Most Americans believe that crime is a problem that is increasing. According to a Gallup poll, 74% of Americans think that crime has increased this year and 80% of Americans worry about crime a great deal. Surely, their fears are grounded, right?
Just this year, there was a recall election done in San Francisco, California that removed progressive District Attorneys for being “soft” on crime. Politicians like Lee Zeldin (NY-1), the Republican Gubernatorial candidate for New York, have made “tough” on crime policies an integral part of their platform. If elected, Zeldin has promised to declare a “crime emergency” in New York on the very first day.
Yet despite what these politicians would want you to think, there is no surging crime wave. Not in New York City, not in Buffalo, not in New York, not in America.
This rhetoric spans back at least a decade. Seemingly, like clockwork, the issue of crime arises right around election time, rallying voters in support of “tough on crime” candidates and policies. This is because attacks on crime work – that’s why it is so pervasive.
Let’s look back at the Gallup poll from earlier. The percentage of Americans who think that crime has worsened remains steady around the high 60s and 70s range for the past three decades, with only a lull in 2001 of 41%, which Gallup explains away with the concurrent 9/11 attack. Why is this? If these perceptions of crime were true, then there would be staggering amounts of crime today. Yet the exact opposite is true – for the last thirty years, there has been a general decline in the amount of crimes committed.
In New York State, for example, total index crimes committed each year have dropped from 1,127,651 in 1991 to 556,025 in 2001 to 449,300 in 2011 to 343,357 in 2021 (2022 statistics are not finalized yet, given the year is not over). Sure, there are fluctuations year to year with crime – for example murders went up by 4.4% from 2020 to 2021, and 28% over ten years – but the overall rate has dropped. To claim that there is a crime surge, there needs to be an increase in overall crimes, not just an increase in cherry picked data. For reference, murders made up 0.25% of all index crimes in 2021, while in 2012 it was .15%. This increase is basically statistically insignificant, yet many sources that report increased crime jump immediately to an increase in murder rates. Meanwhile property crimes, which make up the vast majority of all index crimes, dropped 30% just within the last ten years and dropped 70% within the last thirty.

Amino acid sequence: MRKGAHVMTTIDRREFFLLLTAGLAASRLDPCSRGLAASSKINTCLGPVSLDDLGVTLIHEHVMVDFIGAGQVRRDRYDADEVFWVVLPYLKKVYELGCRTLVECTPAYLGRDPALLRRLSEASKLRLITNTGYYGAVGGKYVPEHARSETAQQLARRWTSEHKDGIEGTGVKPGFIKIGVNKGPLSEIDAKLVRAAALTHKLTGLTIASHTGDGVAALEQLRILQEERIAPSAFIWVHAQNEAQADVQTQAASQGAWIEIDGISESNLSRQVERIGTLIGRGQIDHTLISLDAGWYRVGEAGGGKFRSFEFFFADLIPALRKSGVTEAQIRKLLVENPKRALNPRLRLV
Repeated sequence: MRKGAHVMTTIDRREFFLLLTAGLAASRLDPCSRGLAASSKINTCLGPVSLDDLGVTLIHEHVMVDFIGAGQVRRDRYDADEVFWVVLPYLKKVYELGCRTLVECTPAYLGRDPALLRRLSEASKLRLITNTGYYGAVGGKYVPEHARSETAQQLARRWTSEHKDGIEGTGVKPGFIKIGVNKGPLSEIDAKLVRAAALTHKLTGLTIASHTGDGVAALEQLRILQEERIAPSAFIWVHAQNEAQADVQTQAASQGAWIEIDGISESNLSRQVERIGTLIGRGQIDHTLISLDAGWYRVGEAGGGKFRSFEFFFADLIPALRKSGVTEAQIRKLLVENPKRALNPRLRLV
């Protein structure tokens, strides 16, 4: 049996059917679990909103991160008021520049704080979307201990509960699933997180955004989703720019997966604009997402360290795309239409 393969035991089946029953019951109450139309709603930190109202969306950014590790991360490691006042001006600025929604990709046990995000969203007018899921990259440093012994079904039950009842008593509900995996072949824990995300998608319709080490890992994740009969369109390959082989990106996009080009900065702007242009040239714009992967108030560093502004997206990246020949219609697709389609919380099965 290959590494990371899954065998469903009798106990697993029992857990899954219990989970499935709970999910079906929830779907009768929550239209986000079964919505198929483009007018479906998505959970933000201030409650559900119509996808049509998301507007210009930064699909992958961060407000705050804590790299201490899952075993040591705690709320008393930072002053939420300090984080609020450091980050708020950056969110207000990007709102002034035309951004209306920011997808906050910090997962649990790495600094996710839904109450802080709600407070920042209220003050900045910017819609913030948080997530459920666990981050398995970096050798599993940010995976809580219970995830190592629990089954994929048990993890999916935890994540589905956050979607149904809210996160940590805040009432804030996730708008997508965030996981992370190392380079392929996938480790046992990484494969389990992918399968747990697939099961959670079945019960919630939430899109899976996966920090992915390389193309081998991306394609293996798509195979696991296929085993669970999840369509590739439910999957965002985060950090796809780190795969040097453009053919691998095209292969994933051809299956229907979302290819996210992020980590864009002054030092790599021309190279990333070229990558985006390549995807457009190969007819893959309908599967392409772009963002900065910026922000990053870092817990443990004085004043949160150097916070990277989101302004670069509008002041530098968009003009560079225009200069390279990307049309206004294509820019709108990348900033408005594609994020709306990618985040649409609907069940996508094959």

Why, then, do people believe that crime is surging? The answer is not simple; there is not just one cause in this type of thinking. For the rest of this article, I would like to focus on one of the leading causes: the news.
Good news doesn’t sell. Especially in America, where news is expected to make a profit, headlines sensationalize to attract attention. Good news is “bad” news, and bad news is “good” news then; “No Traffic Accidents Today” does not convey the sense of urgency or fear as “Crime Spikes in Williamsville”. Bad news captivates us. It draws in our attention and makes us demand more, presenting itself in an odd form of fascination. Like moths to a lantern, we can’t help but fly towards the light of negativity.
It is no wonder then that headlines detailing a rising crime surge have been appearing in newspapers and on TV for years now. A New York Times blog from 2007 linked a supposed crime surge to iPods of all things, asking “Is there an iCrime Wave?” Reminder: crime was actually dropping then. To this day, news outlets capitalize on “surging subway murders” in New York City to raise fears about crime – despite the fact that, again, crime is dropping.
Thus the disconnect appears: the perception of crime rising increases, while the actual crime rate drops. We are afraid of criminals that simply do not exist – while politicians and news outlets capitalize on it. All the while we ignore truly serious issues like climate change, plastic pollution, and wage theft. We ignore the truly “negative” news in favor of the sensationalized negative news. We barely talk about how rainwater is no longer safe to consume. We barely talk about the billions of dollars lost to wage theft. We barely talk about the millions who die from air pollution each year. We barely talk about the lives claimed by poverty. Instead, we talk about crime.
To reiterate one last time: there is no surging crime wave. Our attention can be, and should be directed towards other issues which truly demand it.